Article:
VVol VMUG Webinar Q&A Follow Up

I recently did a VMUG webcast on VVols and there were a ton of questions and unfortunately I ran out of time and could not answer a lot of them. I felt bad about that, so I decided to follow up. I was going to send out emails to the people who asked, but figured it was simpler and more useful to others to just put them all here.

See the VMUG VVol webinar here:


You can get my slides here.


Would VVols replace the requirements for RDM’s?

Answer:  Maybe. It depends on why you are using RDMs. If it is simply to allow sharing or overwriting between physical and virtual. VVols will replace RDMs. If it is to make it easier to restore from array snapshots, VVols will replace them. If it is for Microsoft Failover Clustering, VVols are not supported with that yet. You still need RDMs. Though VMware is supposed to be adding support for this in the next release. See this post for more info.

Will VMware in the future support shrinking VVol?

Answer: I don’t know. Many arrays (the FlashArray included) allow you to shrink a volume, but this is still prevented from the VMware side. For good reason, to protect you from corrupting a file system that doesn’t like to be shrunk.

Can the snapshots of a Windows File server on VVols be integrated with Previous Versions?

Answer: I am not entirely sure what this is getting at. But VVol snapshots can be presented to older VMs, or overwritten to RDMs and snapshots of older RDMs can be copied to a VVol (on the FlashArray at least). There is a mechanism to import existing volumes to VVols too. See a post here.

How can I do CDM with VVol (provide a production database copy to our dev dba) ?

Answer: Any way you want! PowerCLI. Our vSphere Plugin, vRealize Orchestrator. Etc.

Does PURE have HA for their VMware VASA provider?

Answer: Yes! The VASA providers are in the FlashArray controllers, and the controllers provide HA. You can see them as certified for Active-Active on VMware’s site here.

What version of VASA does PURE support for VVols?

Answer: We support VASA 3.0 only. This means you do need vSphere 6.5 to use our VVol implementation.

I know you said moving to/from VVols is quick and easy with Storage vMotion but what about FlashArray volumes being replicated to a remote FA. Is it possible to migrating a VM/VMDK on a VMFS datastore with existing FlashArray replication to VVol without losing the FlashArray snapshots/history?

Answer: The FlashArray snapshots and replication will not be lost. They are still there and will only be deleted when the retention policy deletes them (or you do). Though they will not be directly related to the VM anymore. They are related to the datastore. But they can be brought up and recovered in the traditional VMFS resignature fashion and then copied over to VVols. The nice thing is that the FlashArray globally dedupes, so you will not lose data footprint because a VM has moved from VMFS to individual volumes (VVols).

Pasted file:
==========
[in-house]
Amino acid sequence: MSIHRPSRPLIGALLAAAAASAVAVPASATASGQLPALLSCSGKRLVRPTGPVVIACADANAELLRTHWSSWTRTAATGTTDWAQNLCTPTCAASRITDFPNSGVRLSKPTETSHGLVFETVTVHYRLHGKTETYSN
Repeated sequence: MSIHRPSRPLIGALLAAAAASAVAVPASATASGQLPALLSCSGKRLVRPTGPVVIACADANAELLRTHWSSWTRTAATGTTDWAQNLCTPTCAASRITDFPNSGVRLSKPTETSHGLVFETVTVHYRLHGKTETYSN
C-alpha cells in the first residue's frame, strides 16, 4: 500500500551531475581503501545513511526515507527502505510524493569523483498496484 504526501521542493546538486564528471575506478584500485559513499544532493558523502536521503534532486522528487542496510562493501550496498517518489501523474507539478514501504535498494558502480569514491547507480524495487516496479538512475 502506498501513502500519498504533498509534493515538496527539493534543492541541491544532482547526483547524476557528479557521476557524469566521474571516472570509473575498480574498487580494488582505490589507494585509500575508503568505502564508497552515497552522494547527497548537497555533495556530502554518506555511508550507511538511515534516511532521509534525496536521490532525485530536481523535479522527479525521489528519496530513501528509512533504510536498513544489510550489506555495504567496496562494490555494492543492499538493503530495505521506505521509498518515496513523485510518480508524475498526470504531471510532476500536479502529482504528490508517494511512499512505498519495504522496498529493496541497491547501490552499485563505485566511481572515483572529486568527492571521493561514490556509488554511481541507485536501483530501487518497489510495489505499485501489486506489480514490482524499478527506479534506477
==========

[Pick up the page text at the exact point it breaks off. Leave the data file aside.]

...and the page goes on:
Mention the new vRealize Orchestrator plugin version!!!

Answer: Done!

Any plan to change capacity reporting so that VMs/VVols with VDP backups do not report as only “shared space” ?

Answer: I’ll be honest, I am not entirely sure I understand this question. If you do, or you are the one who asked it, please reach out.

***Update: follow up here: 

Can VVols be used with SRM now?

Answer: Yes and no. If you are using vSphere Replication with VVols, SRM can control them. If you are using array-based replication and VVols, SRM cannot. This is not a limitation of the storage vendors–VMware needs to add support for the VVol replication API to SRM. If you want this, PLEASE tell VMware.

If vCenter goes down will VMs maintain connection to VVols?

Answer: Yes. vCenter availability will not affect currently running VMs. VMs that are running continue to run.

Are there limitations around using the Pure VASA provider for VVols with linked vCenters?

Answer: Not that I am aware of. In fact, linked vCenters is the only method we support having a FlashArray and its VASA providers talk to more than one vCenter. If they are not linked, we only support one vCenter per FlashArray. Today. We plan on adding support for this soon.

i heard from VMworld a couple years ago that you should not put your vCenter VM on a VVol